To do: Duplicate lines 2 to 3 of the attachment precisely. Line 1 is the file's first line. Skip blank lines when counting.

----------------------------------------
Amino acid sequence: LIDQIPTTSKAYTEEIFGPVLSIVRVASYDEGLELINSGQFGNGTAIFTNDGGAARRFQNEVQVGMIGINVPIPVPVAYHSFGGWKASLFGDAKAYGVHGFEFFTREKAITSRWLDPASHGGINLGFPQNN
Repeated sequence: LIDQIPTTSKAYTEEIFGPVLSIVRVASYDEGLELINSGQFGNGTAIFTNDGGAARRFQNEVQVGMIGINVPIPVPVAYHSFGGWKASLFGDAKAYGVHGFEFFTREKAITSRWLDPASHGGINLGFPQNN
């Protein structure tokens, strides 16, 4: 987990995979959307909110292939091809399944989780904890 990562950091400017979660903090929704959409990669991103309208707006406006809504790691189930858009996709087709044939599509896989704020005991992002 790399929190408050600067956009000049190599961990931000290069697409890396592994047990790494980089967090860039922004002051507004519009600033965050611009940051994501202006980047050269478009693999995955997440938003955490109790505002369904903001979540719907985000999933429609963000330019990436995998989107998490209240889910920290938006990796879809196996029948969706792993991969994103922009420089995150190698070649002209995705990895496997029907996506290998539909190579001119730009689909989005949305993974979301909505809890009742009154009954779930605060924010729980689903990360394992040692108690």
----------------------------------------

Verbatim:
Repeated sequence: LIDQIPTTSKAYTEEIFGPVLSIVRVASYDEGLELINSGQFGNGTAIFTNDGGAARRFQNEVQVGMIGINVPIPVPVAYHSFGGWKASLFGDAKAYGVHGFEFFTREKAITSRWLDPASHGGINLGFPQNN
């Protein structure tokens, strides 16, 4: 987990995979959307909110292939091809399944989780904890 990562950091400017979660903090929704959409990669991103309208707006406006809504790691189930858009996709087709044939599509896989704020005991992002 790399929190408050600067956009000049190599961990931000290069697409890396592994047990790494980089967090860039922004002051507004519009600033965050611009940051994501202006980047050269478009693999995955997440938003955490109790505002369904903001979540719907985000999933429609963000330019990436995998989107998490209240889910920290938006990796879809196996029948969706792993991969994103922009420089995150190698070649002209995705990895496997029907996506290998539909190579001119730009689909989005949305993974979301909505809890009742009154009954779930605060924010729980689903990360394992040692108690």